The Declining Talent Pool of Government


  • We thank Francesco Caselli, Keith Dowding, Sandy Gordon, David Primo, anonymous referees, and audience members at the Essex, LSE, Oxford, Warwick, APSA 2007, and MPSA 2008 for helpful comments and suggestions.

Torun Dewan is at the Department of Government, London School of Economics and Political Science, Houghton Street, London WC2A 2AE, United Kingdom ( David P. Myatt is at the Department of Economics, University of Oxford, Oxford OX1 3UQ, United Kingdom (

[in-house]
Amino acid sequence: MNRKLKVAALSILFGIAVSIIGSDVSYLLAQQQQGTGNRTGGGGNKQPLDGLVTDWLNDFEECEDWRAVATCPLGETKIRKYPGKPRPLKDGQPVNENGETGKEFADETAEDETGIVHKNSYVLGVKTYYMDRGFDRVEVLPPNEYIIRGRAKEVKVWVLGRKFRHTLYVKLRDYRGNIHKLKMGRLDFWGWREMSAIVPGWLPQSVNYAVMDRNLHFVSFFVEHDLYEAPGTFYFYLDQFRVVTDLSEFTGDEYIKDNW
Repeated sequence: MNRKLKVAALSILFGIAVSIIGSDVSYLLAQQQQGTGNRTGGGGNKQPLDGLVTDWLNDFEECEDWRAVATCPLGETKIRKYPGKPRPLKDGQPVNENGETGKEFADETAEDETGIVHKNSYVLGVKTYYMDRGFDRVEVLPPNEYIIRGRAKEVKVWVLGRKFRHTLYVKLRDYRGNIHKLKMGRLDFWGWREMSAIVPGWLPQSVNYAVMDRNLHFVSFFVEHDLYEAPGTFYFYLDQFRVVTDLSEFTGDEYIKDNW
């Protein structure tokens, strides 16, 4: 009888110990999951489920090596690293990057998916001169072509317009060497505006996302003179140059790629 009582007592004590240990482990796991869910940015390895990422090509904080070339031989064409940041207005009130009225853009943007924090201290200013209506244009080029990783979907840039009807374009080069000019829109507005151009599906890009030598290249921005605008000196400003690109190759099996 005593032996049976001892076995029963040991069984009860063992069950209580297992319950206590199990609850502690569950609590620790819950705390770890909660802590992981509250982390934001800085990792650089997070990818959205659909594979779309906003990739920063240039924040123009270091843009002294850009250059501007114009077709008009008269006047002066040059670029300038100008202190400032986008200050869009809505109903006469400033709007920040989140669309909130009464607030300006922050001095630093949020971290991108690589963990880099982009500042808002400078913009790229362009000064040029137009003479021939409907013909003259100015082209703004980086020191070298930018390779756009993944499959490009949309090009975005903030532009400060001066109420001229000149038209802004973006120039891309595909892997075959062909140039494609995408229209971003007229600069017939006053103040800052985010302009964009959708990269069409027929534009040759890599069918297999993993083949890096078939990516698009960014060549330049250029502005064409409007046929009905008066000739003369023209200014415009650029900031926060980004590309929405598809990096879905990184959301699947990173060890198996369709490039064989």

We consider a government for which success requires high performance by talented ministers. A leader provides incentives to her ministers by firing those who fail. However, the consequent turnover drains a finite talent pool of potential appointees. The severity of the optimal firing rule and ministerial performances decline over time: the lifetime of an effective government is limited. We relate this lifetime to various factors, including external shocks, the replenishment of the talent pool, and the leader's reputation. Some results are surprising: an increase in the stability of government and the exogenous imposition of stricter performance standards can both shorten the era of effective government, and an increase in the replenishment of the talent pool can reduce incumbent ministers' performance.